Overall, Wardley has proven to be a steal. It’s not often you can pick up a player who eventually will become a top-four defenseman and one of the league’s most intimidating players in the sixth round, 122nd overall.

The T-Birds also used the 2009 draft to pick up two other impact players – Branden Troock in the first round with the No. 12 selection, and Justin Hickman in the second round, No. 34 overall.

Troock played in nine games as a 15-year-old and looked like he was going to be the team’s next dominant power forward after scoring six points against older competition. Unfortunately, Seattle never saw the best of Troock as most of his career was set back by injuries. His best season came as a 19-year-old, when he had 58 points in 58 contests. A fifth-round draft choice of the Dallas Stars, Troock’s hockey career is still only beginning.

Hickman, on the other hand, was a mainstay in the T-Birds lineup until he was forced to cut his final year short earlier this season to undergo shoulder surgery. Named captain during both his 19- and 20-year-old seasons, Hickman was a positive presence both on and off the ice. At 6-foot-3, Hickman had the size and skill that made him one of the league’s top power forwards. This season was shaping up to be his most productive offensively despite the lingering shoulder injury, as he was averaging almost a point per game with nine goals and 19 assists in 31 contests.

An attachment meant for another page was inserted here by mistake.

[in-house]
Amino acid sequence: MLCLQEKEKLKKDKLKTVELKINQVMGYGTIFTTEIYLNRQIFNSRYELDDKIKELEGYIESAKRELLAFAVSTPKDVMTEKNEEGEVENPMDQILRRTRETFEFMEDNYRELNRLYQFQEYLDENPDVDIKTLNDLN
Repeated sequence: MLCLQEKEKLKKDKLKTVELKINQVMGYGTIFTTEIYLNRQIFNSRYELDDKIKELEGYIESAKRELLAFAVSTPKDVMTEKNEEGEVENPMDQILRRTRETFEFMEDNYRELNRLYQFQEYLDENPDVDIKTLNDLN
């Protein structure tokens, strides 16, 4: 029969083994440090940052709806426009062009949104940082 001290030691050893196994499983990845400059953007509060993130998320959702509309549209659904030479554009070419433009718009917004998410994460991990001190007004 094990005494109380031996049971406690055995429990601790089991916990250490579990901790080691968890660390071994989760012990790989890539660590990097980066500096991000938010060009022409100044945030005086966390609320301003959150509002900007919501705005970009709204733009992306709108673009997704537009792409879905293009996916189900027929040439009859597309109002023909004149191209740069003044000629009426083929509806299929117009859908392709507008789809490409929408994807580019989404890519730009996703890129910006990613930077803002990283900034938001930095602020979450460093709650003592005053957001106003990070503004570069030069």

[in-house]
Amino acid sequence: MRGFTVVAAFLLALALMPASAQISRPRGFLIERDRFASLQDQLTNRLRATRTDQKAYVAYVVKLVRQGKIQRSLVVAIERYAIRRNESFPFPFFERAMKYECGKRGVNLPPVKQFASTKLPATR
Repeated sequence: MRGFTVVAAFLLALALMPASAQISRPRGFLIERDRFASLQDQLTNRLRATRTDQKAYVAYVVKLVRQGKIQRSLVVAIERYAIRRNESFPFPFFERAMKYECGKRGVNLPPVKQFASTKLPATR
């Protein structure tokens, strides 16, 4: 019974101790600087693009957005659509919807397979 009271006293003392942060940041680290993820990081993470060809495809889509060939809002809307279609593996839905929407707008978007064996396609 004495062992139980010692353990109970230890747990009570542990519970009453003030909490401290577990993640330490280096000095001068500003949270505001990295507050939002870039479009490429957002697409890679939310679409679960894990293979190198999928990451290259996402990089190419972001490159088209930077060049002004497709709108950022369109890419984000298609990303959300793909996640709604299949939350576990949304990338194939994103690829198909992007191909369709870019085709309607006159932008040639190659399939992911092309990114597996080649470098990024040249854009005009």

It was reported in January that Hickman had agreed to terms on a contract with the Boston Bruins, but official details could not be announced until March 1. However, as of March 2 no official updates have been released regarding his signing. Either way, once he’s fully healed Hickman is sure to get a shot with a professional club, even if it’s somewhere other than Boston.

This year’s roster hasn’t been directly influenced a great deal by the 2009 draft, as these are the oldest players in the league and therefore less likely to still be around. Drafts beyond 2009 have been critical to Seattle’s success this year, whether players were actually picked by the team and are still making an impact or they were picked by Seattle and traded at some point for assets that would benefit them in the future.